Working together we can meet the child's needs

27th August 2004 at 01:00
As a learning support teacher, I have seen so many needs from a child both in and out of the classroom that we as teachers are expected to meet.

Alongside the teaching, learning, planning, marking and addressing differentiation, we are also faced with looking after the welfare and individuality of our pupils. The Government may well state that education is all about teaching and learning, however I feel that it is widely unrecognised that it is now about so much more, which has a direct effect on the progress of a child academically.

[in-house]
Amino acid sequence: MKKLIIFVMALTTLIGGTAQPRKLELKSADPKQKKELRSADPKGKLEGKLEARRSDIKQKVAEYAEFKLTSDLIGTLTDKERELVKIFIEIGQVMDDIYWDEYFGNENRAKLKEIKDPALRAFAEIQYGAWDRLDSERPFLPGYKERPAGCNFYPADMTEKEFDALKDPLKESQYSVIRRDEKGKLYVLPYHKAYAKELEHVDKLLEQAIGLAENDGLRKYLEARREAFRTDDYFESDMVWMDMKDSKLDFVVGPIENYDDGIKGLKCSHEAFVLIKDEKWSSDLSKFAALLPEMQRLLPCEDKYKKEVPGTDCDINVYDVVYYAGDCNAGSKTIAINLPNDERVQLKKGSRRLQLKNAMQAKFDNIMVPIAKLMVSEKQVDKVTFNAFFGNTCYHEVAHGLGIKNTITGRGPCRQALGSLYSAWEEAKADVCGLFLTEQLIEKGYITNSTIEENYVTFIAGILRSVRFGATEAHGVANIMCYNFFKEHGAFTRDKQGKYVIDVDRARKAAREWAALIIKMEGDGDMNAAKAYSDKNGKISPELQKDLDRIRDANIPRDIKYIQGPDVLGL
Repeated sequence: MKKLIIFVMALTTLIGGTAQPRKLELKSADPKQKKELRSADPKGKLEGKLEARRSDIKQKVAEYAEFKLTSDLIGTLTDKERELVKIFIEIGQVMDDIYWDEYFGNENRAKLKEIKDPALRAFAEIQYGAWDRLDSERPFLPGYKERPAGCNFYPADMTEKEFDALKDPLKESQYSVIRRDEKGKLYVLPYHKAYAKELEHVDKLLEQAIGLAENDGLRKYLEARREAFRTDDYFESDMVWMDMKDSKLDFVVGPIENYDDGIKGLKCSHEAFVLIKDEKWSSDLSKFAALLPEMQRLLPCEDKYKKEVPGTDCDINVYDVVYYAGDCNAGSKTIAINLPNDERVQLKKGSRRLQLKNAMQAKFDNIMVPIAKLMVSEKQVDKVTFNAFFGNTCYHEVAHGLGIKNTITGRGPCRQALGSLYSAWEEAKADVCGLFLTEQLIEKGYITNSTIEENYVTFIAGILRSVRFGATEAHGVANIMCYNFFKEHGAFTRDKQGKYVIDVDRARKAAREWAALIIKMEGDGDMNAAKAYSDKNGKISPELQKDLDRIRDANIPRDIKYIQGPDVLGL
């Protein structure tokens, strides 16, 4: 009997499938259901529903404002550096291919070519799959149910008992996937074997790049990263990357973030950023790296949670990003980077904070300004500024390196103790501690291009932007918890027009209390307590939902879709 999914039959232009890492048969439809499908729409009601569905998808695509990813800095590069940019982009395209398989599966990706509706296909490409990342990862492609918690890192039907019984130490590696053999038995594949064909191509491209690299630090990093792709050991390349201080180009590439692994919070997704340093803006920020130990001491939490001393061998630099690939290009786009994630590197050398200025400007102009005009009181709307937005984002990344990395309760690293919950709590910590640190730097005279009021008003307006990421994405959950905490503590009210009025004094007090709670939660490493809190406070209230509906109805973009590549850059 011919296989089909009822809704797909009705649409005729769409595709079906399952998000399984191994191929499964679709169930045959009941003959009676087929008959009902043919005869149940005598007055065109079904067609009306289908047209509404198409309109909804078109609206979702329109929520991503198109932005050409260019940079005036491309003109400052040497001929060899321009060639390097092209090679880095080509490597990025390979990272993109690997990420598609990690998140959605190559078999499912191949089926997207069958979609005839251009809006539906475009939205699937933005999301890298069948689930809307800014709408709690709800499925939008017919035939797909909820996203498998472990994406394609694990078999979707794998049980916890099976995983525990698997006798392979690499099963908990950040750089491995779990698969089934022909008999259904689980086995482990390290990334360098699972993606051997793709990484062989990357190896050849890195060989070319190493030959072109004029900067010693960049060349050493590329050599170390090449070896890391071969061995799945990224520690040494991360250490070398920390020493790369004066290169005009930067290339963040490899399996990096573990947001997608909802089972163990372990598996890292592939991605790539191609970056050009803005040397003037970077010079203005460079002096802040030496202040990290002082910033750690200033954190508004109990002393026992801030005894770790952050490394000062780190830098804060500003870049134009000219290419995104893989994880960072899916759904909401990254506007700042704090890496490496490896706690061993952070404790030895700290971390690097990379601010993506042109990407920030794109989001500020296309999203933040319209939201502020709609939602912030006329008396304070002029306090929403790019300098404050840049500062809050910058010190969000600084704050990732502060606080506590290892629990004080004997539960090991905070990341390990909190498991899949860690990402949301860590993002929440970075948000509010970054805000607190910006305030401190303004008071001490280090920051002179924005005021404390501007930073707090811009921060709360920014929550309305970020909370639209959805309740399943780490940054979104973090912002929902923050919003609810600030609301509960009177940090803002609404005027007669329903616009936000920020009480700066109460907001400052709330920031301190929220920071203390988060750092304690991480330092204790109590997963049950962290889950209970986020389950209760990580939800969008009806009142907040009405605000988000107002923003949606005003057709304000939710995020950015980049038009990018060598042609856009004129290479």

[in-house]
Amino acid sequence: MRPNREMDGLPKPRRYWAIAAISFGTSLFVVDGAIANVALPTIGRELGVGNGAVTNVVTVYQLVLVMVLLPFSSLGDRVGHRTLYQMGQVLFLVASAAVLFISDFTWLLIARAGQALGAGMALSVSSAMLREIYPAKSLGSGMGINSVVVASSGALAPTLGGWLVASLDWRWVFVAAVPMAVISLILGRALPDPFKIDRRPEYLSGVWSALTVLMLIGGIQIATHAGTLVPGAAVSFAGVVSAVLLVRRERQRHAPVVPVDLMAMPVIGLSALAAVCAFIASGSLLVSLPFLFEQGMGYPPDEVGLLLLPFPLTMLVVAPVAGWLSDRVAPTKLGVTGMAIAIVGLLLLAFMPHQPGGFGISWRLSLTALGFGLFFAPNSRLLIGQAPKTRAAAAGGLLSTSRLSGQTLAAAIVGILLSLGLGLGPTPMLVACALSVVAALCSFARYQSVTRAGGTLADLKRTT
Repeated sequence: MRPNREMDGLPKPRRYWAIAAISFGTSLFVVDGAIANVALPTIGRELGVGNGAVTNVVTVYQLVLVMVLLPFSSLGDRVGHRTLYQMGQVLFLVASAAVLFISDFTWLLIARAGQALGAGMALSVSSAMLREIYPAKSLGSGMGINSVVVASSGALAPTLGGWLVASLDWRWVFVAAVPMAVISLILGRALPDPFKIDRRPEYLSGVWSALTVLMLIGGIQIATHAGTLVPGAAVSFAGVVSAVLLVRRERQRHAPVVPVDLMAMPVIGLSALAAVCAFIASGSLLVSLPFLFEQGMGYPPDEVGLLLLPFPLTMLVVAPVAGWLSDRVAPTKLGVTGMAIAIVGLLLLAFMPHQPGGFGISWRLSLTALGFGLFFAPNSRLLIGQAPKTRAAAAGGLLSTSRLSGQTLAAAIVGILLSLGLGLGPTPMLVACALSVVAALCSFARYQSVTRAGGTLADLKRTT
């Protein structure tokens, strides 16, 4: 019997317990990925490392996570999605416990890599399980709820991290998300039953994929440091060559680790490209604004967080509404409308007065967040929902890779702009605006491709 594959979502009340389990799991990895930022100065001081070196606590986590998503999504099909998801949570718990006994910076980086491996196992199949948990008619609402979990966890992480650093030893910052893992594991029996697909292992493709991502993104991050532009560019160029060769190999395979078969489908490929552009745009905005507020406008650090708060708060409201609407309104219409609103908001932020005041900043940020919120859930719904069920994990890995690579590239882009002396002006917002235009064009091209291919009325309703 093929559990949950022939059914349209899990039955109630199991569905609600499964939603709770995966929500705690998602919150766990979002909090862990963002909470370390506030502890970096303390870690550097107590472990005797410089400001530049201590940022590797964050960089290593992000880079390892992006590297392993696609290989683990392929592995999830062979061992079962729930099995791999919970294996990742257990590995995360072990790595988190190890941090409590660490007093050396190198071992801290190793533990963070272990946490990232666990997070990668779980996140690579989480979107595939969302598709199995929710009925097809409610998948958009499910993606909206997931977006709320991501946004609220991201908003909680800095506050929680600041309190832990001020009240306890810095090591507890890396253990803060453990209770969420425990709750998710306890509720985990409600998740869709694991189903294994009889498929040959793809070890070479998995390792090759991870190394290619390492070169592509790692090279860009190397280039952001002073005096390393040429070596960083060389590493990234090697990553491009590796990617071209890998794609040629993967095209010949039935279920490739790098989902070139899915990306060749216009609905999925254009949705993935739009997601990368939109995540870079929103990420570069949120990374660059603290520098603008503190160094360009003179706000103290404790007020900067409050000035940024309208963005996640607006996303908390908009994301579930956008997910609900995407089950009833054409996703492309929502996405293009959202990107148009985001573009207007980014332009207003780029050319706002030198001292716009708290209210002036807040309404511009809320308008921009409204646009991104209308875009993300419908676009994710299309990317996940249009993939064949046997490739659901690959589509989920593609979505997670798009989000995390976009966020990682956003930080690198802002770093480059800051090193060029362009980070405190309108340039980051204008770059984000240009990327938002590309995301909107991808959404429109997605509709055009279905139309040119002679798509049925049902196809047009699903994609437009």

Where is it that a teacher can draw a line in the sand and not have to worry about their pupils' progress in life as well as academically? The Government does not lay out any guidelines for this. I have found it becomes increasingly difficult to strike the balance of where to stop wanting to be in loco parentis and just be the teacher, simply because, as a human being and a passionate teacher, it is very difficult to just switch off from the individual demands of children, which, if met, could make such a difference to their lives.

What could and does make a huge difference is the pulling together of parents and teachers. Support from both school and parents in agreement can make a vast difference to a child's attitude and understanding, which ultimately effects their learning within the school. There should be more co-operation and regular contact between home and school.

Rachel Marshall

Chesterfield ,Derbyshire

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